Karen Marie and her sister, Margaret, lived in her little house. They talked often of what the missionaries had said , and they made a pact. When the first one died, she was t o come back and tell the other if Mormonism was true. Quite unexpectedly, Margaret died. One day as Karen Marie sat weaving, Margaret appeared, all she said was "Mormonism is true." Karen went immediately to be baptized. I was baptized in October 1855 in Olborg, and I immigrated to America on November 24, 1855.

Karen Marie came to America on the same ship as the Gottfredson's. She was 27 years old, unmarried with no family in America. When Elder Christiansen asked her to help the motherless Gottfredson family she didn't hesitate, but went immediately where she was needed. Her heart went out to those four children who were trying so valiantly to manage. Jens was working long hours to earn money to go on. Karen Marie moved in and soon the household was humming. She cleaned and cooked and cared for the children.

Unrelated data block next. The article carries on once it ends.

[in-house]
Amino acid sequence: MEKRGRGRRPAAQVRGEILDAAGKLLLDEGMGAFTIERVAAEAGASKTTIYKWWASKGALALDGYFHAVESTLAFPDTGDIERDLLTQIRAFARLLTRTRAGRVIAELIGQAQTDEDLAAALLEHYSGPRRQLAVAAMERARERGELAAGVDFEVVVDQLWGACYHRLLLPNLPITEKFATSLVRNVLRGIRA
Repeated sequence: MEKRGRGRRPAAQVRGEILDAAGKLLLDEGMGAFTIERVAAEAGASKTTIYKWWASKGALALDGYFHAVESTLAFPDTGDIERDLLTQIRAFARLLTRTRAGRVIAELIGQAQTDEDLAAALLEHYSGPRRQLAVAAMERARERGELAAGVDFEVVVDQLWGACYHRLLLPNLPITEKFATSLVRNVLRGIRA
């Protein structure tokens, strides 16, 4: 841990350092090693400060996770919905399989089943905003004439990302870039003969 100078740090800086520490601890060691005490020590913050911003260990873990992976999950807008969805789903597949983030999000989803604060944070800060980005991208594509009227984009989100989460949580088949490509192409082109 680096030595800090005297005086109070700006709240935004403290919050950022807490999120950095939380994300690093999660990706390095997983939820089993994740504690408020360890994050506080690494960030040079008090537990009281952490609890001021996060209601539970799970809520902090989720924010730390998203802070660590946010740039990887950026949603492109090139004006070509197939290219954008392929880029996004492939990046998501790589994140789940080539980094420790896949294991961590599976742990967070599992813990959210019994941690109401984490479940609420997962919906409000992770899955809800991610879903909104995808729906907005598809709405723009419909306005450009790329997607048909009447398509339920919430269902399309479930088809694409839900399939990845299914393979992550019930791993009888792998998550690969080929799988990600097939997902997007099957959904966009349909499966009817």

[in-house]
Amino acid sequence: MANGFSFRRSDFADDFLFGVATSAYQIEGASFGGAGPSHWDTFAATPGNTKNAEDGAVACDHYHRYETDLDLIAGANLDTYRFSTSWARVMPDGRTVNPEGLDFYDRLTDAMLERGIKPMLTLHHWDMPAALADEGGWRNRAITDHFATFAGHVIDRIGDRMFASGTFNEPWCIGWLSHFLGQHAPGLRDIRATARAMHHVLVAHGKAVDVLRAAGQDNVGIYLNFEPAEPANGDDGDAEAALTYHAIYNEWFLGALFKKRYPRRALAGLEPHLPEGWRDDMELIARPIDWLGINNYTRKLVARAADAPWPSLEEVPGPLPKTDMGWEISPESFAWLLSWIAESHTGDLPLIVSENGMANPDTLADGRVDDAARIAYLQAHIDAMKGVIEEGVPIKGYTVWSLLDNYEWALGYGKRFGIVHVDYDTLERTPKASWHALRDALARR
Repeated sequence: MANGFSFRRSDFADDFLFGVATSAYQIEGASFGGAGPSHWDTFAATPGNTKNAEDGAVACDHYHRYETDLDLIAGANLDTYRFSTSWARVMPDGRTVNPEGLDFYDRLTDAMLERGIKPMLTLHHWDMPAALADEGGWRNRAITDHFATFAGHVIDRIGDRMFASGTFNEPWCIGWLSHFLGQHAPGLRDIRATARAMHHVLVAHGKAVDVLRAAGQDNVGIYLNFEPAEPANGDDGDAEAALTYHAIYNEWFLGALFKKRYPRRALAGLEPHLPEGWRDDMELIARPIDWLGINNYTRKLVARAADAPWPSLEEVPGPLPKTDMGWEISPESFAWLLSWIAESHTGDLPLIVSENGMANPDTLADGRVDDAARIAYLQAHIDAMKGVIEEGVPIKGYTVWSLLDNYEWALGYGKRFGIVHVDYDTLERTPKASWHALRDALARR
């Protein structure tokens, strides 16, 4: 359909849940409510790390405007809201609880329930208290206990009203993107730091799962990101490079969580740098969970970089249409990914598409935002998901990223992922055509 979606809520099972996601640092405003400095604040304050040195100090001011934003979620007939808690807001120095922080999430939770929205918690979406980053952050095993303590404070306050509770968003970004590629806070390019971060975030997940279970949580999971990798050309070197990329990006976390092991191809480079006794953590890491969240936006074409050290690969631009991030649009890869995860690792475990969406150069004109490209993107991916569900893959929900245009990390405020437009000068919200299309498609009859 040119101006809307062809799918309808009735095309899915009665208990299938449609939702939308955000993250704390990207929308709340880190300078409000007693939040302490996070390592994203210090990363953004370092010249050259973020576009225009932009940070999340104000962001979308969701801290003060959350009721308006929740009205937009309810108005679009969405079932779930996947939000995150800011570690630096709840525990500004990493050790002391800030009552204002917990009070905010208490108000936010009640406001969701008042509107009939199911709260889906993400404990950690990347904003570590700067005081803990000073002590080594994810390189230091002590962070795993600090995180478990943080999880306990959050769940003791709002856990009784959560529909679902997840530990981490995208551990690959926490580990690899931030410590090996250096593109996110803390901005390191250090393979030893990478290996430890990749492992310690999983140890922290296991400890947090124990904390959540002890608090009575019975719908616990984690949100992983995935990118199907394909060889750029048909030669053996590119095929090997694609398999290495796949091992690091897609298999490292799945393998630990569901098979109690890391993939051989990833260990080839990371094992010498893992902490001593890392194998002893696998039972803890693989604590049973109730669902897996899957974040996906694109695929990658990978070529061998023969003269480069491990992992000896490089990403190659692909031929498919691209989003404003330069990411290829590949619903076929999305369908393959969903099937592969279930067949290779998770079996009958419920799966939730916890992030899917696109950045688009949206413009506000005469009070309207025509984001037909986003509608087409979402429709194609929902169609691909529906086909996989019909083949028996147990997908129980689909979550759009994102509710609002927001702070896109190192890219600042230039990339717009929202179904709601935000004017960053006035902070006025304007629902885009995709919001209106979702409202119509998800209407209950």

One day Brother Christiansen came back to see them. It was a big change and he smiled as he saw the well-scrubbed children and the neat house. He could smell bread baking. After dinner when the children were tucked in bed he talked to Jens and Karen Marie. "You should marry" he said. "It' s not right for an unmarried woman to live here."

It must have been very hard. Jens beloved Karen had been dead only a month. Karen Marie looked at Jens sad face. No , there was no question of love, but he needed her and she knew that a woman needed the care and protection of a husband in this rugged new land.